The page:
‘Political Prisoners. Memorial’: Ukrainian citizen Maksym Butkevych is a political prisoner

5 February 2024

Maksym Butkevych, a human rights defender who volunteered to join the Ukrainian military and was then captured by Russian forces, was sentenced to 13 years in a strict regime penal colony on fabricated charges of war crimes

Source: Political Prisoners. Memorial

The human rights project ‘Political Prisoners. Memorial,’ in accordance with international standards, considers Ukrainian citizen Maksym Butkevych a political prisoner. He has been convicted on charges of ill-treatment of civilians, attempted murder and willful damage to property for allegedly shooting at an apartment building. His criminal prosecution violates the right to fair trial and also the rights and freedoms guaranteed by the Geneva Convention on the Treatment of Prisoners of War.

We demand Maksym Butkevych’s immediate release and the quashing of his conviction.

Who is Maksym Butkevych and what were the charges against him?

Maksym Butkevych is a Ukrainian human rights activist. In the early 2000s he worked as a journalist before taking up work in the area of human rights. Butkevych worked at the Office of the UN High Commissioner for Refugees, taught at the Kyiv-Mohyla Academy, and conducted training for journalists on the protection of human rights and the inadmissibility of using hate speech.

Butkevych is founder of the human rights organisation Without Borders, which combats xenophobia and racism in Ukraine and provides assistance to migrants and refugees. He also worked as coordinator of the Resource Centre for Assistance to IDPs.

After the start of Russia’s full-scale invasion of Ukraine, Butkevych volunteered to serve in the Ukrainian armed forces. In June 2022, he was captured by Russian forces during fighting in Luhansk region.

Investigative bodies in the Luhansk People’s Republic [LPR – an area of Ukraine’s Luhansk Oblast currently unlawfully occupied by Russia] instituted a criminal case against Butkevych on charges of ‘willful destruction of property’ (Article 167, Part 2, of the Russian Criminal Code), cruel treatment of civilians and prisoners of war (Article 356, Part 1, of the Russian Criminal Code) and attempted murder (Article 30, Part 3, in conjunction with Article 105, Part 2 [a, f], of the Russian Criminal Code). According to the prosecution, on 4 June 2022 Butkevych fired an anti-tank grenade launcher at the entrance to a residential building in Severodonetsk, injuring three people.

Butkevych’s legal representative has pointed out that the unit in which Butkevych served left for the front only in mid-June and was never in Severodonetsk.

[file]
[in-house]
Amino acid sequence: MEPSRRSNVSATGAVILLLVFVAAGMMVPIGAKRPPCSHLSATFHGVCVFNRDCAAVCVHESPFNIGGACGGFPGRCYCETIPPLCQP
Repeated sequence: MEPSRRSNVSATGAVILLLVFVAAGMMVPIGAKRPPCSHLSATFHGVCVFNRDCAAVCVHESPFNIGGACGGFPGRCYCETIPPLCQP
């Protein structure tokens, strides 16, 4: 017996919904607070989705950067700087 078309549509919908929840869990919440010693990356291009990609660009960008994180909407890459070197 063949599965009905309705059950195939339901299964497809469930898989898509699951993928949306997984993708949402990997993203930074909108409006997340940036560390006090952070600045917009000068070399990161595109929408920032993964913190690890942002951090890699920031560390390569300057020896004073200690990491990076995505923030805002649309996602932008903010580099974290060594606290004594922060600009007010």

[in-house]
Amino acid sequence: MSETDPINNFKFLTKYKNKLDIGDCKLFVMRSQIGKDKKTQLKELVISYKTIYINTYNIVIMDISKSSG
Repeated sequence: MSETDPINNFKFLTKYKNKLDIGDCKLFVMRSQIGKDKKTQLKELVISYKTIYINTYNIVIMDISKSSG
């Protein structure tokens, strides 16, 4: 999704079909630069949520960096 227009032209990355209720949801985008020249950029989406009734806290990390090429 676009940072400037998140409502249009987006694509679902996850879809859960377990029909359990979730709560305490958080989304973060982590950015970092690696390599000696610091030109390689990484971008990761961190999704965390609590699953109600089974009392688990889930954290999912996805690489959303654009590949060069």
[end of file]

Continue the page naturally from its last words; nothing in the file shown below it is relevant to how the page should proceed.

On 10 March 2023, Butkevych was sentenced to 13 years in a strict regime penal colony.

Why do we consider Butkevych a political prisoner?

Despite the fact that Butkevych could not have been in Severodonetsk on 4 June, under torture he confessed to the charges on condition that his name be added to the list of prisoners of war to be exchanged. This is in direct violation of the International Covenant on Civil and Political Rights which affirms that the accused must be guaranteed the right ‘not to be compelled to testify against himself or to confess guilt.’ The prosecution has no evidence of Butkevych’s involvement in the alleged firing of grenades except for his confession.

The European Court of Human Rights has repeatedly held that a confession is inadmissible evidence if obtained under conditions of inadequate representation of the accused, ill-treatment of the accused or disregard by the court of the insufficiency of other evidence. Butkevych’s case bears witness to all these violations.

Moreover, according to the Geneva Convention, the court of the unrecognised LPR does not constitute a judicial body with the right to try prisoners of war on criminal charges.

We consider that the criminal case against Butkevych was fabricated for propaganda purposes to portray the Ukrainian military as the enemy and in an attempt to justify the documented war crimes committed by the Russian army.

A detailed description of the case of Maksym Butkevych and the position of the Human Rights Project are available on our website.

Recognition of an individual as a political prisoner does not imply the project, ‘Political Prisoners. Memorial,’ agrees with, or approves, their views, statements, or actions.

How can you help?

You can write to Maksym Butkevych at the following address:

In Russian: 294562, ЛНР, г. о. Красный луч, г. Вахрушево, ул. Мира, д. 20, ФКУ ИК-2 УФСИН по ЛНР, Буткевичу Максиму Александровичу, 1977 г. р.

English translation: Maksym Oleksandrovych Butkevych (born 1977), Penal Colony No. 2, Federal Penitentiary Service of Russia for Luhansk People’s Republic, 20 Mir Street, Vakhrushevo, Krasny Luch,* Luhansk People’s Republic, 294562.

*In 2016, the Ukrainian authorities renamed Krasny Luch as Khrustalny; the LPR continues to use the name Krasny Luch.

Please note that letters in languages other than Russian are highly unlikely to reach the recipient.

You can donate to support all political prisoners via our website. 

Translated by Rights in Russia